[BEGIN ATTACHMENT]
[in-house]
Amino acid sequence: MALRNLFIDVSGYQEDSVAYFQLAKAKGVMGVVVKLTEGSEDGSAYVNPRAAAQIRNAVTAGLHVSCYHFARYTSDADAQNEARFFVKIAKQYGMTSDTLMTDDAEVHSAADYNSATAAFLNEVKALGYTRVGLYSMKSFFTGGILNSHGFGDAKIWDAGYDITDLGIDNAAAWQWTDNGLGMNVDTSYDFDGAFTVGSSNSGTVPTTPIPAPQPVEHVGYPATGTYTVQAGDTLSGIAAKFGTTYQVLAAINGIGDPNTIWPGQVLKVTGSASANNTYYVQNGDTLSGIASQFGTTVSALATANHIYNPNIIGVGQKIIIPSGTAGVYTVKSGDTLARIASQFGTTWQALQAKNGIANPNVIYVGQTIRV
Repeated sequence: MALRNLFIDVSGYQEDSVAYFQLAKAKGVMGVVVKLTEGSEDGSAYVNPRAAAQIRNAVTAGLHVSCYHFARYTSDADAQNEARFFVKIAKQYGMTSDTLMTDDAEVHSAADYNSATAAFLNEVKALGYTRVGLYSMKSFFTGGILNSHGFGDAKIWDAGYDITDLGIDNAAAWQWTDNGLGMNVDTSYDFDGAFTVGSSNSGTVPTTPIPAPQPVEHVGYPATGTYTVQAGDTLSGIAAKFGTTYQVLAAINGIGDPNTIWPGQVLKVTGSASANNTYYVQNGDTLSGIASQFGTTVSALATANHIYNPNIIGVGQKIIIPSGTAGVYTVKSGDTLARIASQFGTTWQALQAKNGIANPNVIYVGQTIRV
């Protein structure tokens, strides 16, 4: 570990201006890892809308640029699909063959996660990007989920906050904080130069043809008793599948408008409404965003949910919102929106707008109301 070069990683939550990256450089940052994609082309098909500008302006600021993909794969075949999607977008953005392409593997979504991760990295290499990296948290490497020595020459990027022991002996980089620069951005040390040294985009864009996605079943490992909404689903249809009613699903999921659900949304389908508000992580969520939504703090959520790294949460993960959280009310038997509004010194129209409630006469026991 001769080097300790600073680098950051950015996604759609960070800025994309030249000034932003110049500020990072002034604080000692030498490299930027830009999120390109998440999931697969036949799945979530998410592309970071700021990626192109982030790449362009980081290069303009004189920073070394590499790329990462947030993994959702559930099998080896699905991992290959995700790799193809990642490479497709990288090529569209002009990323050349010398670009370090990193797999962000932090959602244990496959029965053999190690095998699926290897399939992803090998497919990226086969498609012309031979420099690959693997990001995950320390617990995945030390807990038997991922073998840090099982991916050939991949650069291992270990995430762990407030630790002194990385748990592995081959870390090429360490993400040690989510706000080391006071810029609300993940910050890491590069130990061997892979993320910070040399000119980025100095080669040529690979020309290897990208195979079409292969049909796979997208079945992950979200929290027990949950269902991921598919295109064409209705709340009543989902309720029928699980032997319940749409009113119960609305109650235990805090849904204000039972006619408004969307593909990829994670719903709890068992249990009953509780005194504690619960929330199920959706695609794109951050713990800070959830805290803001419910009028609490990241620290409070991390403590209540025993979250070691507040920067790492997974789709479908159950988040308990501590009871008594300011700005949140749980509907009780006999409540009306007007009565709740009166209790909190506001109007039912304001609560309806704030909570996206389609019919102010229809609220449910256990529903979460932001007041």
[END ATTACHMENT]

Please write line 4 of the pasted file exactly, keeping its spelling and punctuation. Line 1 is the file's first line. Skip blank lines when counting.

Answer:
């Protein structure tokens, strides 16, 4: 570990201006890892809308640029699909063959996660990007989920906050904080130069043809008793599948408008409404965003949910919102929106707008109301 070069990683939550990256450089940052994609082309098909500008302006600021993909794969075949999607977008953005392409593997979504991760990295290499990296948290490497020595020459990027022991002996980089620069951005040390040294985009864009996605079943490992909404689903249809009613699903999921659900949304389908508000992580969520939504703090959520790294949460993960959280009310038997509004010194129209409630006469026991 001769080097300790600073680098950051950015996604759609960070800025994309030249000034932003110049500020990072002034604080000692030498490299930027830009999120390109998440999931697969036949799945979530998410592309970071700021990626192109982030790449362009980081290069303009004189920073070394590499790329990462947030993994959702559930099998080896699905991992290959995700790799193809990642490479497709990288090529569209002009990323050349010398670009370090990193797999962000932090959602244990496959029965053999190690095998699926290897399939992803090998497919990226086969498609012309031979420099690959693997990001995950320390617990995945030390807990038997991922073998840090099982991916050939991949650069291992270990995430762990407030630790002194990385748990592995081959870390090429360490993400040690989510706000080391006071810029609300993940910050890491590069130990061997892979993320910070040399000119980025100095080669040529690979020309290897990208195979079409292969049909796979997208079945992950979200929290027990949950269902991921598919295109064409209705709340009543989902309720029928699980032997319940749409009113119960609305109650235990805090849904204000039972006619408004969307593909990829994670719903709890068992249990009953509780005194504690619960929330199920959706695609794109951050713990800070959830805290803001419910009028609490990241620290409070991390403590209540025993979250070691507040920067790492997974789709479908159950988040308990501590009871008594300011700005949140749980509907009780006999409540009306007007009565709740009166209790909190506001109007039912304001609560309806704030909570996206389609019919102010229809609220449910256990529903979460932001007041």